I will continue to keep you up to date on our actions as the legislative session progresses. Should you have any questions or concerns, please do not hesitate to contact me at my Capitol office at (404) 656- 0109. I look forward to hearing from you soon.

Thursday, February 7, 2008

Feb. 7 Update

It seems like only last week the 2008 legislative session got underway and here we are now in February. Our committee work on the Amended Fiscal Year 2008 Budget is now complete and we are ready to move forward with our proposals. On the House floor this week, we expanded the Georgia Higher Education Savings Plan, changed the dates allowed for special elections to increase participation, and officially recognized February 12th as ‘Georgia’s birthday.’

As legislators, our one constitutional obligation is to provide a budget for the state of Georgia. I have worked diligently with my colleagues to ensure that we employ conservative fiscal principles in this process. This year, we were presented a budget that used an “income factor” inconsistent with current education funding mechanisms as a basis to reduce education funding to schools across Georgia. These reductions would have had a negative impact on 16 of our school systems and nearly 30% of our student population statewide. If the cuts are not restored, the negative impact grows to effect 134 school systems and 62% of our student population.

This was unacceptable to the House and in the Amended FY 08 budget, we were able to restore $30.7 million to our schools. There will always be differences of opinion among elected leaders as to how tax dollars can best be spent, but the members of the Georgia House remain steadfastly committed to funding education in Georgia.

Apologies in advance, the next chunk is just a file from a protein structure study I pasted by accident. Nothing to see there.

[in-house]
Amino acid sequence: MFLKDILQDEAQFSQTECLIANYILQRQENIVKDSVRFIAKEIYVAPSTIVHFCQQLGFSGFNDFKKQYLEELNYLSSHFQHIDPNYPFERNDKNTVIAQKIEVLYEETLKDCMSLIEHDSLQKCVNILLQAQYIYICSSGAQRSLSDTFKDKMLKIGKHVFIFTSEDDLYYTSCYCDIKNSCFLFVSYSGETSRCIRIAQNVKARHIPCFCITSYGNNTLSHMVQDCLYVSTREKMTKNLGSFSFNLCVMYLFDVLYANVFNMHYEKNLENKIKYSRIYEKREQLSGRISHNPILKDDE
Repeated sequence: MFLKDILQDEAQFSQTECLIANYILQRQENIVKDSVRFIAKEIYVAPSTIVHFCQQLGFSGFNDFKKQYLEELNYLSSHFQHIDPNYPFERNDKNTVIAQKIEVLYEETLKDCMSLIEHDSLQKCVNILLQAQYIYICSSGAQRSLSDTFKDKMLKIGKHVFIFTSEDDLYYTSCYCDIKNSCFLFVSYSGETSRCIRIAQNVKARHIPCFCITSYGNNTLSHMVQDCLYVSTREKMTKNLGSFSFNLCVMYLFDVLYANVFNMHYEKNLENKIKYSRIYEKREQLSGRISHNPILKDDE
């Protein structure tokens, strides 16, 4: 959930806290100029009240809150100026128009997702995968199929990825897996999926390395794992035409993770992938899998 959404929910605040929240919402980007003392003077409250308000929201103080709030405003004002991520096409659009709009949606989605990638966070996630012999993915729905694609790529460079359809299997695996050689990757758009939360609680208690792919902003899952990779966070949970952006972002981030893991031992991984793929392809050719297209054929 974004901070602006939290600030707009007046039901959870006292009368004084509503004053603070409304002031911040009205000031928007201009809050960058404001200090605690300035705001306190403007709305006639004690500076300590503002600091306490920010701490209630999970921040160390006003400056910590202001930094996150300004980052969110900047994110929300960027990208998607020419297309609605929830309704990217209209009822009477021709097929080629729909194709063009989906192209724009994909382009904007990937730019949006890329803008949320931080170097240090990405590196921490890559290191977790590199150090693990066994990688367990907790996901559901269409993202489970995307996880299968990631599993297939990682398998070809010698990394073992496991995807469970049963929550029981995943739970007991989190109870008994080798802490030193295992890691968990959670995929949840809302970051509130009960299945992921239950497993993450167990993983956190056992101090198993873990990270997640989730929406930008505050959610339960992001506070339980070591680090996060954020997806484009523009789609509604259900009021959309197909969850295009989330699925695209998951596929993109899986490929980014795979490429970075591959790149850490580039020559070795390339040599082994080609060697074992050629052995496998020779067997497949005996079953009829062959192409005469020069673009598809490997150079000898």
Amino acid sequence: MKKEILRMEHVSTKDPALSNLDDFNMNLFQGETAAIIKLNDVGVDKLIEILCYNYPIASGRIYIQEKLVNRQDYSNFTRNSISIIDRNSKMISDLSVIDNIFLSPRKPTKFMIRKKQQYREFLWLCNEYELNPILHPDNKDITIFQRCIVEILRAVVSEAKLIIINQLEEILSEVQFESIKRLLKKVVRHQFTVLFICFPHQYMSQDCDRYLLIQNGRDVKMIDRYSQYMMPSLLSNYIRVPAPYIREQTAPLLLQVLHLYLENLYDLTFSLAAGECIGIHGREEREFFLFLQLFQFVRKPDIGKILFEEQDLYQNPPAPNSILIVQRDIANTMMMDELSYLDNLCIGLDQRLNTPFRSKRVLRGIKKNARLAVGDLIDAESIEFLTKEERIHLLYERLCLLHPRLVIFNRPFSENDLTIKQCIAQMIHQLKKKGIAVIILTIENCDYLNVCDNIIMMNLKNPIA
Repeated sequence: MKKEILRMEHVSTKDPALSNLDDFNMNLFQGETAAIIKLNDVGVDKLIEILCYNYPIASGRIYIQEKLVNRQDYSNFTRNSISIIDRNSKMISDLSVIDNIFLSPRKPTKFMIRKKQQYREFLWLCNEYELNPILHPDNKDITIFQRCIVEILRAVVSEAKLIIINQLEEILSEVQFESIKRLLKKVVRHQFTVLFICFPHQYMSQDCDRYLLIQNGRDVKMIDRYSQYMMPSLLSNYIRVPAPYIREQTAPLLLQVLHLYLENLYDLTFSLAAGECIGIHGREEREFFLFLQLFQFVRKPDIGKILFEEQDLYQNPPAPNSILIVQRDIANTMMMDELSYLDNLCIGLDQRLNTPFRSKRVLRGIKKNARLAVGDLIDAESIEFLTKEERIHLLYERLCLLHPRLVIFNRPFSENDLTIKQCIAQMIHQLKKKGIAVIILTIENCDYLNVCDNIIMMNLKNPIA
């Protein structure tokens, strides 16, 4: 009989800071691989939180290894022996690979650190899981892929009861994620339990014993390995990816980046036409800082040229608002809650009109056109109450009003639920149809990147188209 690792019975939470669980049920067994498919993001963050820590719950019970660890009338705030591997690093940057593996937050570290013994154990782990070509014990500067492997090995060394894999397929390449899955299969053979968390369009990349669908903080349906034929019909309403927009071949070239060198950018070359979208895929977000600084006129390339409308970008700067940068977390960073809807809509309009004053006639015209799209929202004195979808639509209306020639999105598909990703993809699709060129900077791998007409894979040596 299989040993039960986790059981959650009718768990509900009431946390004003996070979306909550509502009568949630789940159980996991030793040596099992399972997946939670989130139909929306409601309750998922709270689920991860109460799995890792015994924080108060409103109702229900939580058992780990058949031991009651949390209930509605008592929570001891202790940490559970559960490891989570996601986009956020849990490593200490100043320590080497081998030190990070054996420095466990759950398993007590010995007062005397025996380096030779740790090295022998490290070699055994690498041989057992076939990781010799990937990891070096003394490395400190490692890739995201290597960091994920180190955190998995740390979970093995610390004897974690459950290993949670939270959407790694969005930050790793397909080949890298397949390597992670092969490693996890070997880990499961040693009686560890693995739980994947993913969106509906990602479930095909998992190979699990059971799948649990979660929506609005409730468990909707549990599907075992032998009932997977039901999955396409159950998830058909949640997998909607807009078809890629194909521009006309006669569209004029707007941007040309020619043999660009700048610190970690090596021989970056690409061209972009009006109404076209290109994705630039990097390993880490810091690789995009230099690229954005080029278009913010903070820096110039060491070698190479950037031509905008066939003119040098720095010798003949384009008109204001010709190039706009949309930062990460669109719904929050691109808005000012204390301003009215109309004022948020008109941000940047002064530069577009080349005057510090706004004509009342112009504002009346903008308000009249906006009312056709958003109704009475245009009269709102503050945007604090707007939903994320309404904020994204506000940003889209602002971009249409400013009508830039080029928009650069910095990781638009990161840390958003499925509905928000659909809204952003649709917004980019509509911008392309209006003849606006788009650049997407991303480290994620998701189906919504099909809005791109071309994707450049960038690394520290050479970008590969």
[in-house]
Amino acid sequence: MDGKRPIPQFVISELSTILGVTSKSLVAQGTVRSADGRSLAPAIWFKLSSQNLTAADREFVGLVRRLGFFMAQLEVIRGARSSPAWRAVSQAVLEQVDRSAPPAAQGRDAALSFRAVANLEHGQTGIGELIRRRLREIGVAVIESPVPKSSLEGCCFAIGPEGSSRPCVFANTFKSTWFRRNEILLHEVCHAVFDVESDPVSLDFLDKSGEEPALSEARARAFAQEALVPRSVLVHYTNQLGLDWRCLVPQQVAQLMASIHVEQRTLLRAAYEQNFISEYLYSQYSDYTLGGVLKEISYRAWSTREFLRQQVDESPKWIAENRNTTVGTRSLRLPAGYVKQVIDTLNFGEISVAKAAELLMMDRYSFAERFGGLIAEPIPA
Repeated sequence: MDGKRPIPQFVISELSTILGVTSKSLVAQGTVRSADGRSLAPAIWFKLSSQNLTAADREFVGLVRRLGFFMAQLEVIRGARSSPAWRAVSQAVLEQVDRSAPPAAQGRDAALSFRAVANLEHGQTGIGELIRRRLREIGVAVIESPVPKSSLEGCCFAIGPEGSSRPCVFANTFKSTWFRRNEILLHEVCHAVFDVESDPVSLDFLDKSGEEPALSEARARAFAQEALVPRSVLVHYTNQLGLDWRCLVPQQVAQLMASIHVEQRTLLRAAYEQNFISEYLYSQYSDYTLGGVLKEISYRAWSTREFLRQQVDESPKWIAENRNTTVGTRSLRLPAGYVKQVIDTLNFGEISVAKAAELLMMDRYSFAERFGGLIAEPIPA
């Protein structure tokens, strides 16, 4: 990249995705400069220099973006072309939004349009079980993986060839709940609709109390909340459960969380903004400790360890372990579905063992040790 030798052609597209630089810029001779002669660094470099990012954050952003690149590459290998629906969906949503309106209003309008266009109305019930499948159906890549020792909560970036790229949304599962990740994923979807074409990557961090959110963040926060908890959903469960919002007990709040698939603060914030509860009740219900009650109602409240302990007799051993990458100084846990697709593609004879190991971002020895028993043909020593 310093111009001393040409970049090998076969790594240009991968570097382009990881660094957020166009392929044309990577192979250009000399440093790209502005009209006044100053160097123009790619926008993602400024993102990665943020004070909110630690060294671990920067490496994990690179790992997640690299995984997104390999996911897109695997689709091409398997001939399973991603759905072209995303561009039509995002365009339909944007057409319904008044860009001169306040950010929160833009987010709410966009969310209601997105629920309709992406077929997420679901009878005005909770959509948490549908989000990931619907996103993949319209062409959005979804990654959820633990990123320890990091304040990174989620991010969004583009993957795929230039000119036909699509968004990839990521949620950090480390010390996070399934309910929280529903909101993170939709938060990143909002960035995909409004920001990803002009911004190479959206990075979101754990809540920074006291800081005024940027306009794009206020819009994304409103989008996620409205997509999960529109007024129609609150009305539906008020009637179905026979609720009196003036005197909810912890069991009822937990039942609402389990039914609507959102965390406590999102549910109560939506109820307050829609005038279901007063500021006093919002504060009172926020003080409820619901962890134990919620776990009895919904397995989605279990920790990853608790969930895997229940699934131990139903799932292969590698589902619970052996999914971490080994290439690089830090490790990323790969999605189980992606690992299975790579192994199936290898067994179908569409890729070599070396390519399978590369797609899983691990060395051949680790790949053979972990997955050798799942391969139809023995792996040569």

House Bill 1014 is a win-win for grandparents and their college bound grandchildren. We expanded the Georgia Higher Education Savings Plan to allow grandparents to make tax deductible donations to qualified 529 college savings plan.

Special elections in Georgia to approve local tax increases for specific projects have historically been held on various dates throughout the year with often low turnout. By requiring that special elections to present a question to voters, such as to approve a local option penny sales tax, must be held on the primary or general elections dates, House Bill 296 will hopefully increase turnout for these important ballot questions.

On a lighter note, the House did adopt House Bill 387 officially recognizing February 12 - ‘Georgia Day’ - as the anniversary of the landing of General Oglethorpe and the first colonists in Georgia. Without the bravery and wisdom of these early Georgians, that once small colony would not have become our now great state.